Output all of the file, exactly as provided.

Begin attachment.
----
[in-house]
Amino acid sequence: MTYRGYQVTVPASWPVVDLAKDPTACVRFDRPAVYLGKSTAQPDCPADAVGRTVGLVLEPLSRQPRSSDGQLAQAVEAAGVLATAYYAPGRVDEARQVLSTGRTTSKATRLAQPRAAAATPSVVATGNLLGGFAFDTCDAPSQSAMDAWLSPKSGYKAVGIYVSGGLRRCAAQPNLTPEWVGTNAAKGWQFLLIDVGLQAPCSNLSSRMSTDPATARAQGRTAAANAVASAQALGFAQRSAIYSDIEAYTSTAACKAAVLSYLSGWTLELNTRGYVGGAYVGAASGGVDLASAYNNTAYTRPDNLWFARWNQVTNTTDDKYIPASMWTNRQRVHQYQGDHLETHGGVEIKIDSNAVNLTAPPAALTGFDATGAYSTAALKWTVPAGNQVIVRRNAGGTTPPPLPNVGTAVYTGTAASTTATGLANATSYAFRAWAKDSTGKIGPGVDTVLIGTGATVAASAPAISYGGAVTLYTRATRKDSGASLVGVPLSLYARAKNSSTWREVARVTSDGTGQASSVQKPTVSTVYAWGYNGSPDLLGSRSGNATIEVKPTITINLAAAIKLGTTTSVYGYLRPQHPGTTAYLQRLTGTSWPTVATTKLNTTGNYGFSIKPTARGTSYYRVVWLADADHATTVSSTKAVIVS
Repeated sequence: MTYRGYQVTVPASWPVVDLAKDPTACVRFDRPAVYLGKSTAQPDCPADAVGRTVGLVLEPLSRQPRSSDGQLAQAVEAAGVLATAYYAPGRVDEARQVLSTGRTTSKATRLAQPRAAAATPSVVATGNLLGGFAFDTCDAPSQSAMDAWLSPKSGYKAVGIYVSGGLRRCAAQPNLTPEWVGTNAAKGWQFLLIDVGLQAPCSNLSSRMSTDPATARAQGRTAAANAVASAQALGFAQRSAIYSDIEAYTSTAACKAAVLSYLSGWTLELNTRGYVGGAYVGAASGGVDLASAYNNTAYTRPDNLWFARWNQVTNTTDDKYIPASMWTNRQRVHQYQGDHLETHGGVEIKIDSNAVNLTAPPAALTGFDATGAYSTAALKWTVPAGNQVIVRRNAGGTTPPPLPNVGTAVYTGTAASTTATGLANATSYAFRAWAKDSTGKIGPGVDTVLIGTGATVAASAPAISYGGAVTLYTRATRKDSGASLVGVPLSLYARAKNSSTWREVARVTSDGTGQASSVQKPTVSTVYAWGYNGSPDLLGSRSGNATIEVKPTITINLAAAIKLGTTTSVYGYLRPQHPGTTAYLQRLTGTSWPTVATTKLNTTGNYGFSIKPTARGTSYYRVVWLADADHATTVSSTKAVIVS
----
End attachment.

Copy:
[in-house]
Amino acid sequence: MTYRGYQVTVPASWPVVDLAKDPTACVRFDRPAVYLGKSTAQPDCPADAVGRTVGLVLEPLSRQPRSSDGQLAQAVEAAGVLATAYYAPGRVDEARQVLSTGRTTSKATRLAQPRAAAATPSVVATGNLLGGFAFDTCDAPSQSAMDAWLSPKSGYKAVGIYVSGGLRRCAAQPNLTPEWVGTNAAKGWQFLLIDVGLQAPCSNLSSRMSTDPATARAQGRTAAANAVASAQALGFAQRSAIYSDIEAYTSTAACKAAVLSYLSGWTLELNTRGYVGGAYVGAASGGVDLASAYNNTAYTRPDNLWFARWNQVTNTTDDKYIPASMWTNRQRVHQYQGDHLETHGGVEIKIDSNAVNLTAPPAALTGFDATGAYSTAALKWTVPAGNQVIVRRNAGGTTPPPLPNVGTAVYTGTAASTTATGLANATSYAFRAWAKDSTGKIGPGVDTVLIGTGATVAASAPAISYGGAVTLYTRATRKDSGASLVGVPLSLYARAKNSSTWREVARVTSDGTGQASSVQKPTVSTVYAWGYNGSPDLLGSRSGNATIEVKPTITINLAAAIKLGTTTSVYGYLRPQHPGTTAYLQRLTGTSWPTVATTKLNTTGNYGFSIKPTARGTSYYRVVWLADADHATTVSSTKAVIVS
Repeated sequence: MTYRGYQVTVPASWPVVDLAKDPTACVRFDRPAVYLGKSTAQPDCPADAVGRTVGLVLEPLSRQPRSSDGQLAQAVEAAGVLATAYYAPGRVDEARQVLSTGRTTSKATRLAQPRAAAATPSVVATGNLLGGFAFDTCDAPSQSAMDAWLSPKSGYKAVGIYVSGGLRRCAAQPNLTPEWVGTNAAKGWQFLLIDVGLQAPCSNLSSRMSTDPATARAQGRTAAANAVASAQALGFAQRSAIYSDIEAYTSTAACKAAVLSYLSGWTLELNTRGYVGGAYVGAASGGVDLASAYNNTAYTRPDNLWFARWNQVTNTTDDKYIPASMWTNRQRVHQYQGDHLETHGGVEIKIDSNAVNLTAPPAALTGFDATGAYSTAALKWTVPAGNQVIVRRNAGGTTPPPLPNVGTAVYTGTAASTTATGLANATSYAFRAWAKDSTGKIGPGVDTVLIGTGATVAASAPAISYGGAVTLYTRATRKDSGASLVGVPLSLYARAKNSSTWREVARVTSDGTGQASSVQKPTVSTVYAWGYNGSPDLLGSRSGNATIEVKPTITINLAAAIKLGTTTSVYGYLRPQHPGTTAYLQRLTGTSWPTVATTKLNTTGNYGFSIKPTARGTSYYRVVWLADADHATTVSSTKAVIVS